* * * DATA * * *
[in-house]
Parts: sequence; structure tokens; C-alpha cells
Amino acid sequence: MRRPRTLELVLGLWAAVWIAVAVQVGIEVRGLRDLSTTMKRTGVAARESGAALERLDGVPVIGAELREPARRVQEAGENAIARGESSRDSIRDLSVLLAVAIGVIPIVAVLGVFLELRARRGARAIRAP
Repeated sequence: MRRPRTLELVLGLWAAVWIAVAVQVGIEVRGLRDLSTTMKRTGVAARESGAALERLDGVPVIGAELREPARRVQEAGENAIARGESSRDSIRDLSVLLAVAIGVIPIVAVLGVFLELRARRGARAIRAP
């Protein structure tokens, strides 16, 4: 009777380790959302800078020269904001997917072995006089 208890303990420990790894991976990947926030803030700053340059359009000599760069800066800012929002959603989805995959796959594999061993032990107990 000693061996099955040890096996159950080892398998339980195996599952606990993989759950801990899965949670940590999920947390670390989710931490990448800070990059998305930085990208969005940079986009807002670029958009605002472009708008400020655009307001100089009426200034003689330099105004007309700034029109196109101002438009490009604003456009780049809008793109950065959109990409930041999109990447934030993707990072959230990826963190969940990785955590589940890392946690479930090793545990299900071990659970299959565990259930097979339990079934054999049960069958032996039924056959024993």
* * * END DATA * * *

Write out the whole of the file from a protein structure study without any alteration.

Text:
[in-house]
Parts: sequence; structure tokens; C-alpha cells
Amino acid sequence: MRRPRTLELVLGLWAAVWIAVAVQVGIEVRGLRDLSTTMKRTGVAARESGAALERLDGVPVIGAELREPARRVQEAGENAIARGESSRDSIRDLSVLLAVAIGVIPIVAVLGVFLELRARRGARAIRAP
Repeated sequence: MRRPRTLELVLGLWAAVWIAVAVQVGIEVRGLRDLSTTMKRTGVAARESGAALERLDGVPVIGAELREPARRVQEAGENAIARGESSRDSIRDLSVLLAVAIGVIPIVAVLGVFLELRARRGARAIRAP
């Protein structure tokens, strides 16, 4: 009777380790959302800078020269904001997917072995006089 208890303990420990790894991976990947926030803030700053340059359009000599760069800066800012929002959603989805995959796959594999061993032990107990 000693061996099955040890096996159950080892398998339980195996599952606990993989759950801990899965949670940590999920947390670390989710931490990448800070990059998305930085990208969005940079986009807002670029958009605002472009708008400020655009307001100089009426200034003689330099105004007309700034029109196109101002438009490009604003456009780049809008793109950065959109990409930041999109990447934030993707990072959230990826963190969940990785955590589940890392946690479930090793545990299900071990659970299959565990259930097979339990079934054999049960069958032996039924056959024993």